Revealed: not a single person has been prosecuted under the Tories’ offshore tax evasion laws
While more and more people who can’t afford to pay council tax are being prosecuted and jailed.
Not a single person has been jailed or even prosecuted for tax evasion since the Tories brought in what they claimed were “tough” new measures against tax dodgers, it was shown today.
Two new laws criminalising corporate tax evasion came into force last September, but not a single person has faced prosecution, it’s been revealed, despite tax dodging amounting to at least £7bn last year alone.
Responding to a written question, Mel Stride, Secretary to the Treasury admitted:
“To date no prosecutions have been either brought to court or completed under the ‘failure to prevent the facilitation of UK and foreign tax evasion’ clause of the Criminal Finances Act 2017.”
And it was revealed in February that the Tories’ tax avoidance measures since 2010 are raising billions less than the amounts first promised.
Theresa May claimed last November that the UK was “leading the world” in clamping down on tax evasion – today’s admission shows just how little the government are actually doing.
While the Tories seemingly ignore offshore tax dodging by the world’s super rich, prosecutions and imprisonments of those at the bottom of the tax scale are growing.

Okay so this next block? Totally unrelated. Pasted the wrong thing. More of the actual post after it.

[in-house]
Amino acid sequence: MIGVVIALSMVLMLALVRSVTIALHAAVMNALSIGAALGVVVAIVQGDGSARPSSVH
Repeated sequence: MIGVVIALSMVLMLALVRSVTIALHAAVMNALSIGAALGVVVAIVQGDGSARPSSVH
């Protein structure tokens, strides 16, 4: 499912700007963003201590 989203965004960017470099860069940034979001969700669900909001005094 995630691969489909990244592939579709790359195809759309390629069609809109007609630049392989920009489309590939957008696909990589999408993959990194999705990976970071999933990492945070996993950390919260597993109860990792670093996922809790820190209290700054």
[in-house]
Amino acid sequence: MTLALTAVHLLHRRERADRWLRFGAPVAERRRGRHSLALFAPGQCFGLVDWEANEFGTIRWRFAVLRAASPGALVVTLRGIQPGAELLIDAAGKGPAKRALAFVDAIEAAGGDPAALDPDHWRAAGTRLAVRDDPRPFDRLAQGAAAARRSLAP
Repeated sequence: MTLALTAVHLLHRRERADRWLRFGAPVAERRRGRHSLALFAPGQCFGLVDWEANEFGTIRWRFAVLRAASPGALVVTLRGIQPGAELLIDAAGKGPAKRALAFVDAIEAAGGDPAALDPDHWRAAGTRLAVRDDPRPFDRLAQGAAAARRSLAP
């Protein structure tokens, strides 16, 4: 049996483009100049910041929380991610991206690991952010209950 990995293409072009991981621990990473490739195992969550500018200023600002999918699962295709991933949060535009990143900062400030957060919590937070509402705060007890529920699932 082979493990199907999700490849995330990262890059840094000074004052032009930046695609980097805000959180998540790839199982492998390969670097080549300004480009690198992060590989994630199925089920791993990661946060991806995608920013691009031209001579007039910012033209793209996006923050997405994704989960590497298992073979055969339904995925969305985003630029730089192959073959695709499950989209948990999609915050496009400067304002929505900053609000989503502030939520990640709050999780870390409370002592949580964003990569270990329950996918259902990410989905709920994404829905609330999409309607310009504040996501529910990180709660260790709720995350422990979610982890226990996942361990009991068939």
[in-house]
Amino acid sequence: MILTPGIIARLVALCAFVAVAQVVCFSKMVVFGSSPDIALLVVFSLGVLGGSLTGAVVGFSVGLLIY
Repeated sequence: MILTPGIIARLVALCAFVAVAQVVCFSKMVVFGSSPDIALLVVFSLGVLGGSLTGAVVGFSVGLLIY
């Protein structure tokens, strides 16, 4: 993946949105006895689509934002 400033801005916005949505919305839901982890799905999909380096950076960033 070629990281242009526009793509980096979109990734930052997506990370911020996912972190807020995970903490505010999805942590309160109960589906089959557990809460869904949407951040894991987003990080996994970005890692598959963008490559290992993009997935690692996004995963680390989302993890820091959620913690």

As we reported in December, more and more people in the UK are being imprisoned for failing to pay council tax, even if they had valid reasons not to.
95 people were sent to prison for failing to pay council tax between April 2016 and July 2017 – and 49 of these may have been committed to prison unlawfully, according to Cathryn McGahey QC.
Court submissions suggested judges had sentenced people to time following incorrect means assessments, excessive repayment windows, or an erroneous judgement that failure to pay was because of ‘culpable neglect’ or ‘wilful refusal’.
Suzanne Gower, Managing Director of the Centre for Criminal Appeals, said on the findings: “These damning statistics… amount to an epidemic of illegally imprisoning poor people for falling into debt. Prison is no place for these vulnerable people who have not committed a crime.”
Today’s findings on corporate tax evasion were obtained following responses to parliamentary questions tabled by Labour’s Anneliese Dodds, who said:
“Despite it being early days, this is quite alarming given the fact that these new powers would help us reign in tax dodgers and collect much needed revenue at a time when the government are still going ahead with austerity spending cuts putting our public services under immense pressure.
“The real worry is that this yet again shows that the Tories do not take tax evasion and avoidance seriously.
“Only last month Labour showed that the measures they brought in since 2010 are so weak they raise a quarter less than they first claimed.”
No prosecutions for tax avoiders at the top and growing action against those who can’t afford to pay tax show exactly where the Tories’ priorities lie: turning a blind eye to abuses by the rich while punishing the most vulnerable.